Dynamic Chess With GM Khachiyan

Dynamic Chess With GM Khachiyan

| 1 | Strategy

What is dynamic chess? You'll find out here as GM Melik Khachiyan teaches you to compound your advantages and really put pressure on opponents. There's nothing like learning from in-game examples. Watch a great teacher break down dynamic chess from these classic matches. 

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Dynamic Play 1: Key Decisions in Critical Moments GM Melik Khachiyan offers a lesson in imaginative chess. Down in development and possessing a wrecked kingside, Khachiyan shows us the meaning of dynamic play. With subtle sacrifices and brilliant creative tactics, the tides are turned, and the game is won. This video offers insight into the mind of the grandmaster as Khachiyan illustrates game-changing decisions at critical points in the attack and defense. 

Dynamic Play 2: Key Decisions in Critical Moments Khachiyan hones in on “concrete” tactics in this second video of his dynamic chess series on Analyzing two games featuring dynamic chess and inspired tactics, Khachiyan continues to let us into the mind of the GM with fantastic and inspiring chess. There are too many exclams (!) to count in this video. 

Dynamic Play 3: Typical Ideas in the Scheveningen Khachiyan draws from a critical last-round contest with GM Eduard Gufeld to present the viewer with a host of ideas from the Scheveningen structure (characterized by black pawns on e6 and d6) in the Sicilian Defense. The game continuation also shows some good attacking play against an uncastled king and some fantastic tactics.

Dynamic Play 4: Winning Piece Placement Sometimes a chess position is totally out of control. In such positions, concrete calculation is often of primary importance. However, in many cases, you can actually discover a logic to the position. Khachiyan shows you how he solved a wild position with two exposed kings with an assessment of proper piece placement.

Dynamic Theory: GM Khachiyan v. IM Brooks Khachiyan goes through a recent tournament game of his, giving the viewer his detailed thought process. The game covered is from a main-line Najdorf Sicilian, with opposite-sides castling and sharp tactical play for both sides.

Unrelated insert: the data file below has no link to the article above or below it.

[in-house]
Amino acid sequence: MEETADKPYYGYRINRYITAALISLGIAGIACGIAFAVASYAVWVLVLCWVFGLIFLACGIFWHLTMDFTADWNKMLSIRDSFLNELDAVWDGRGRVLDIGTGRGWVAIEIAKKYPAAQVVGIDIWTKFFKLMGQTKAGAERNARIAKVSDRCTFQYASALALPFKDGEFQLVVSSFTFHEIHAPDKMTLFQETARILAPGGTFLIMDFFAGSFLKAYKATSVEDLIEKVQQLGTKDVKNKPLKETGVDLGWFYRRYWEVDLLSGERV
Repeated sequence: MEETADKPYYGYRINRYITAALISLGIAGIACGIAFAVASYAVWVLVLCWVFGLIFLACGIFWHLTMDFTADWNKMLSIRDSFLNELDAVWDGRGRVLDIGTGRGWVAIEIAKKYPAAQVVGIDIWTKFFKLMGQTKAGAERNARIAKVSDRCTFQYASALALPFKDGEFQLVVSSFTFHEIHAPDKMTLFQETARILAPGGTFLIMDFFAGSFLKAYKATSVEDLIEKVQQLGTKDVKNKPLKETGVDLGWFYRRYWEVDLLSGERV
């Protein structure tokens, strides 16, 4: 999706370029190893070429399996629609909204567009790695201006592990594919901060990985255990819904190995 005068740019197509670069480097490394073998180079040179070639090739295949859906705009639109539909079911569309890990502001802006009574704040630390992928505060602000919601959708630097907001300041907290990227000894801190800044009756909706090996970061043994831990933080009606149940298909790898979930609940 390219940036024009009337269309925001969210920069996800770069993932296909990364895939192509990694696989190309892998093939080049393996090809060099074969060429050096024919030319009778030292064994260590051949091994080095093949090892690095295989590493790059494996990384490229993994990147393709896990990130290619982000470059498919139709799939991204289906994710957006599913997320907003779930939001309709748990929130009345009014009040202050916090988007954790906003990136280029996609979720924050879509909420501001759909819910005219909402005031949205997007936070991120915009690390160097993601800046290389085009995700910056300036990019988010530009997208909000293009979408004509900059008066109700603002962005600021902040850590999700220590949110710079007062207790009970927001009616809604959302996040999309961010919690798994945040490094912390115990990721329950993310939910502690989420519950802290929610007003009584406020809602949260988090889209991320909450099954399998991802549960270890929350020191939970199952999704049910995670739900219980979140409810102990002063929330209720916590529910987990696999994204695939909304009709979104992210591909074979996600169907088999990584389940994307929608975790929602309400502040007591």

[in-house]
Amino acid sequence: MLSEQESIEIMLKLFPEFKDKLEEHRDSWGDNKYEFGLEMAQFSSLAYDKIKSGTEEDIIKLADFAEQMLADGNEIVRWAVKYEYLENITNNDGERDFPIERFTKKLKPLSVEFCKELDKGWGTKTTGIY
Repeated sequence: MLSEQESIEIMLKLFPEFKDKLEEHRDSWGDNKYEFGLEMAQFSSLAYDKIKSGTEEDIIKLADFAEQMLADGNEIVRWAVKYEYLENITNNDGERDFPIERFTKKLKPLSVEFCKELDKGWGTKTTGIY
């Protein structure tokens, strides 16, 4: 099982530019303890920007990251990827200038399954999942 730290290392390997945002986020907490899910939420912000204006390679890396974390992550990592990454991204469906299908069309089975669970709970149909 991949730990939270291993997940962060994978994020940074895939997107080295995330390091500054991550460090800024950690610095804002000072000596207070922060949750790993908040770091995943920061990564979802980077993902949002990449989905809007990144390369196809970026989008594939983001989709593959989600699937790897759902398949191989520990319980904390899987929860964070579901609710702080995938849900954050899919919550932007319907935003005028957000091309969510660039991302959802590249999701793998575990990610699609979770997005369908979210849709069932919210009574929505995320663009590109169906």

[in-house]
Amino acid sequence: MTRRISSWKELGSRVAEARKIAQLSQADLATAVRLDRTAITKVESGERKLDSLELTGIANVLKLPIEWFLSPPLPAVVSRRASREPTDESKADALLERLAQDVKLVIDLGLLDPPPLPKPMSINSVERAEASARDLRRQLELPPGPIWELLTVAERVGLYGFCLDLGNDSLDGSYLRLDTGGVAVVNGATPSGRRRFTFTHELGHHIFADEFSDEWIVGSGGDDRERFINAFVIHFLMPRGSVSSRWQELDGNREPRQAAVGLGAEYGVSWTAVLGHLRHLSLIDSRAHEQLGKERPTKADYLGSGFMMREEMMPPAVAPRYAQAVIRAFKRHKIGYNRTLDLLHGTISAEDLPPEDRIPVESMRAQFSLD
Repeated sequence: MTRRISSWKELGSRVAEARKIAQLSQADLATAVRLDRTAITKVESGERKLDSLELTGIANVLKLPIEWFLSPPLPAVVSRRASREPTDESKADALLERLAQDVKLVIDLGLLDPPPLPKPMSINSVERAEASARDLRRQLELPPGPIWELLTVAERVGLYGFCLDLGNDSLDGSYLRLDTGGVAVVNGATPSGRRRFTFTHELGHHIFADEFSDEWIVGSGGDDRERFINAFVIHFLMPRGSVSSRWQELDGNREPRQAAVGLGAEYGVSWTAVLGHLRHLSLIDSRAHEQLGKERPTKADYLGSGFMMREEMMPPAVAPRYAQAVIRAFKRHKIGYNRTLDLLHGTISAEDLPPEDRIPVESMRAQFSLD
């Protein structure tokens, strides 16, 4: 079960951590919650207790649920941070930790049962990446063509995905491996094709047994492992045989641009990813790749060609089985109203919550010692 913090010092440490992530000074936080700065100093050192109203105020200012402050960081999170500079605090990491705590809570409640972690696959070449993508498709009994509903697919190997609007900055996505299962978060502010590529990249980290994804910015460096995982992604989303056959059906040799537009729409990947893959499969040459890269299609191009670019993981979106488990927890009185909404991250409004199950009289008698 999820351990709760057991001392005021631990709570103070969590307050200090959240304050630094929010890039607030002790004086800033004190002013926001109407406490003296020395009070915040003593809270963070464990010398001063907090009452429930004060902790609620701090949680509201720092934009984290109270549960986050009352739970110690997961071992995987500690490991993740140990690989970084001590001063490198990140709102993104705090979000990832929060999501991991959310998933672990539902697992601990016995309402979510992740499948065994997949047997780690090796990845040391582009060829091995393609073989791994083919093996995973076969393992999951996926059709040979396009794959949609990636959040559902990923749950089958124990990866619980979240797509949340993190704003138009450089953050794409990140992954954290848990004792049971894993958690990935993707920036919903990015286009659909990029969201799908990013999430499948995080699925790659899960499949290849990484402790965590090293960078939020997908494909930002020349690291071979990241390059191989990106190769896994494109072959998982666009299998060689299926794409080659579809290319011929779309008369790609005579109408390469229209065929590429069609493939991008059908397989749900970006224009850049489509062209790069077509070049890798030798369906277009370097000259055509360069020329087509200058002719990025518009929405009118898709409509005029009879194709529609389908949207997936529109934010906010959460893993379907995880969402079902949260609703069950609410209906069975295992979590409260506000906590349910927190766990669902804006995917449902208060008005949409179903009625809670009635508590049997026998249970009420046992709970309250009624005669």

Dynamic Theory: Logical Chain Khachiyan again shows how a logical chain can run through an entire game, guiding and informing the players' decisions along the way. He stresses piece activity and coordination while showing many important positional themes from the Sicilian Defense. 

Evaluation and Dynamic Thinking I Khachiyan continues his video series on the subject of improving your positional understanding with a review of the pivotal world championship match game between Kramnik and Leko in 2004. White's ability to target weaknesses on both sides of the board, while maintaining a strangle hold over the seventh rank, proved to be the decisive factor in Kramnik's victory!

Evaluation and Dynamic Thinking II Khachiyan continues his video series on the "art of evaluating" with a review of yet another game from the 2004 FIDE World Championship Match between Kramnik and Leko. In this case, Leko finds himself in a positionally lost ending, but he saves the game with "dynamic" defensive moves. What exactly is the difference between "normal defense" and "dynamic defense"? You will have to watch to find out.

Dynamic Thinking In Chess What did Khachiyan and his students learn from the FIDE World Youth Chess Championships? One lesson was the importance of dynamic thinking in chess, especially in as big a tournament as the world youth. Andrew Hong, one of Melik’s star students, took his shot at what Melik thinks was the most brutal section of the tournament, the Under-12. One look at his first game “should teach other kids how to play chess” — dynamically and prophylactically.

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